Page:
Film review: ‘SICARIO: DAY OF THE SOLDADO’ by Nick Gardener from ‘Built For Speed’

On-screen text at the beginning of Sicario: Day of the Soldado, the sequel to the much lauded 2015 drug-crime drama Sicario, delivers what seems to be a disturbingly ‘conservative’ message about people smuggling across the Mexican-US border, much like the sort of statement we might expect from a certain oddly-coiffured world leader. It appears that this film may have shelved the moral ambiguities of the original and opted for a more belligerent ‘America-first’ approach. Thankfully, as the film unfurls its violent but at times moving story this, proves not to be the case as it questions both US Government policy and righteousness.

As in the first film, Day of the Soldado focuses on black ops Mr Fixit, Matt Graver (Josh Brolin) and shadowy government hitman Alejandaro (Benicio Del Toro) although FBI agent Kate Macer (Emily Blunt), who provided a moral centre to the first film, is missing here. Following a series of bombings, apparently committed by terrorists emanating from Mexico, the US government has extended anti-terror legislation to the central American drug cartels. They figure they’ll apply a similar approach to the one that apparently worked for them in Iraq, namely setting opposing factions – or in this case cartels – against each other. To trigger an internecine war, they send Graver and Alejandro to kidnap a cartel bosses’ daughter but when they’re betrayed by supposed allies they find themselves in a deadly battle for survival on the wrong side of the border.

Director Stefano Sollima and writer Taylor Sheridan have pared back some of the Byzantine complexity of Denis Villeneuve’s original Sicario and opted for more of a heart-pumping but still thought-provoking action film. The tension rarely abates as the leads find themselves under siege form heavily armed cartels while believing that treacherous government superiors still have their back.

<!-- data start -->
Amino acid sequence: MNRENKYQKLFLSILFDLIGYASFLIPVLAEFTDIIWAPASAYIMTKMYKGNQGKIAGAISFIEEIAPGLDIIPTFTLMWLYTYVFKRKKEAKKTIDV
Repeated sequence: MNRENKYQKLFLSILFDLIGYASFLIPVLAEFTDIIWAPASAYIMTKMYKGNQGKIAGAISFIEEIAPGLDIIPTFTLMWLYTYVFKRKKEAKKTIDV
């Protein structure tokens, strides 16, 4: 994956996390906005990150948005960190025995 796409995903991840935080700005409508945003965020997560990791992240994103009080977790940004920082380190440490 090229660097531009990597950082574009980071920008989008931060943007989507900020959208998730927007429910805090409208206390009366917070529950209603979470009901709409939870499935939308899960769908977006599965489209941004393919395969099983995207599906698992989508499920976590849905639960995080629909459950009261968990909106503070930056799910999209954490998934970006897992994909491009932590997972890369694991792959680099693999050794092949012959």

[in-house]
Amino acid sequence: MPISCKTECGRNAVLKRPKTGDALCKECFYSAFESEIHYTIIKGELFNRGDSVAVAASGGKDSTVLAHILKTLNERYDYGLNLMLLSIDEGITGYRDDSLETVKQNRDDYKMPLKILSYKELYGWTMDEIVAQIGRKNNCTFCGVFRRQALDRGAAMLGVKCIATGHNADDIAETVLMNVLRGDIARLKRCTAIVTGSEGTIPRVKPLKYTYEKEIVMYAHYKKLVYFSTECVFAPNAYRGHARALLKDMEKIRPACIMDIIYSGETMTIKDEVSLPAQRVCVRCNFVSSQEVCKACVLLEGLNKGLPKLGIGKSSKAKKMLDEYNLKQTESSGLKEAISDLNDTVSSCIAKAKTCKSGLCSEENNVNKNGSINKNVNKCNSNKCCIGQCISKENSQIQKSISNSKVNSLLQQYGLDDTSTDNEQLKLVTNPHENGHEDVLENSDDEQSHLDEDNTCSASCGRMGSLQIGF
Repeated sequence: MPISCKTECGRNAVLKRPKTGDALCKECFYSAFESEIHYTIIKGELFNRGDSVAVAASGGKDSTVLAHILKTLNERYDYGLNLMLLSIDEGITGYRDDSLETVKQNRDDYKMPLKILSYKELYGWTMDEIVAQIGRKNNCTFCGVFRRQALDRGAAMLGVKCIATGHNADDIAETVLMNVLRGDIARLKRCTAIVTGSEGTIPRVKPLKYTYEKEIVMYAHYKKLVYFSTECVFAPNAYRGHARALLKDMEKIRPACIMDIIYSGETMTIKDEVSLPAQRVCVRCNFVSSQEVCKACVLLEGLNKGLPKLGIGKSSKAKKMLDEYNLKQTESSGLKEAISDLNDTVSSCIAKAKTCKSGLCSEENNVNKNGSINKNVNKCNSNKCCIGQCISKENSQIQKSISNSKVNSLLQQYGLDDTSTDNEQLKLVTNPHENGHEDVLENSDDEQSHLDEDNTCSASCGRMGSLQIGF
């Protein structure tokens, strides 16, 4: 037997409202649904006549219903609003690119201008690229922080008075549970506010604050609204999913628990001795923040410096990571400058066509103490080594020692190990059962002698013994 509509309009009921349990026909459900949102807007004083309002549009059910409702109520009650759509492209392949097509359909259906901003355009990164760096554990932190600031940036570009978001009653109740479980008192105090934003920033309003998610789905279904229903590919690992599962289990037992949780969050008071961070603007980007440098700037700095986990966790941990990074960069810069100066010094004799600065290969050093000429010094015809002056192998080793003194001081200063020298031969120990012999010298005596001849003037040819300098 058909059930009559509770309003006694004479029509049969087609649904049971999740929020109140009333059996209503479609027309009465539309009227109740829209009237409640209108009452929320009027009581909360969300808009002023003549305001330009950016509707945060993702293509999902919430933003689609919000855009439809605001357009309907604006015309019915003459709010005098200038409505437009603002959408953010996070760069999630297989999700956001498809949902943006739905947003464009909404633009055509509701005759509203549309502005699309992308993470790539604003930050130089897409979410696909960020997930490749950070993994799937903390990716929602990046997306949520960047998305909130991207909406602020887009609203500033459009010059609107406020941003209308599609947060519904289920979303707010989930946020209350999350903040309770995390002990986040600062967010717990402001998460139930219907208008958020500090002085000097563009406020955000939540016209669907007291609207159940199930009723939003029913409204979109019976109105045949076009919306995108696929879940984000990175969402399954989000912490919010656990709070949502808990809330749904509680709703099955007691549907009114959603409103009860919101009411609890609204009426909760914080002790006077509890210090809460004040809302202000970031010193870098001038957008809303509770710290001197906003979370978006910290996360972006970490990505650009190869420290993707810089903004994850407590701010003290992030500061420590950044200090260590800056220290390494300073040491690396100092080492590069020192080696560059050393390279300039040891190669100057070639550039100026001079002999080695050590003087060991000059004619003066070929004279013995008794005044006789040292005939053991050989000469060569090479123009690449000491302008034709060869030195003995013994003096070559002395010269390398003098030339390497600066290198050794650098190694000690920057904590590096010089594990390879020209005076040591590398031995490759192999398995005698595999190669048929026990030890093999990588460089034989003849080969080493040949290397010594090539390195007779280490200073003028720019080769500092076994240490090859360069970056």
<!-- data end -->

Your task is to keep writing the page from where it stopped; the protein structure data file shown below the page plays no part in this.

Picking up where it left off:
Also, director Sollima and cinematographer Dariusz Wolski have removed some of the original film’s stylistic flourishes so, while bracingly shot, Soldado isn’t quite as visually striking as the Villeneuve film. At times it’s more reminiscent of a spare, visceral drama like Katherine Bigelow’s Zero Dark Thirty. Still, there’s some remarkable set-pieces and punishing violence that’s as intense as anything in the original SicarioSoldado also makes excellent use of music with its ominous punishing score.

A few elements of the film, such as convenient coincidences and character indestructibility, are a little dubious and begin to push the film into Jason Bourne territory but it never quite cross the credibility line.

Soldado’s more streamlined style allows for a little more character focus than in Sicario. Brolin is utterly convincing as a stone-cold duty-bound government spook. Del Toro is a little more soulful and less sinister in this film and he handles the subtle shifts in his character wonderfully. Isabela Moner is also compelling as cartel boss’s daughter Isabella, convincing as both a vile, pampered demon-child and sympathetic victim.

Sicario: Day of the Soldado sets up numerous plots threads for potential sequels making it feel as if we’ve seen the pilot of a high production TV series as much as a self-contained film but this is still a worthy sequel to one of recent cinema’s more powerful dramas.

Nick’s rating: ***1/2

Genre: Action/ drama.

Classification: MA15+.

Director(s): Stefano Sollima.

Release date: 28th June 2018.

Running time: 123 mins.

Reviewer: Nick Gardener can be heard on “Built For Speed” every Friday night from 8-10pm right here on 88.3 Southern FM.  Nick can also be heard on “The Good, The Bad, The Ugly Film Show” podcast.


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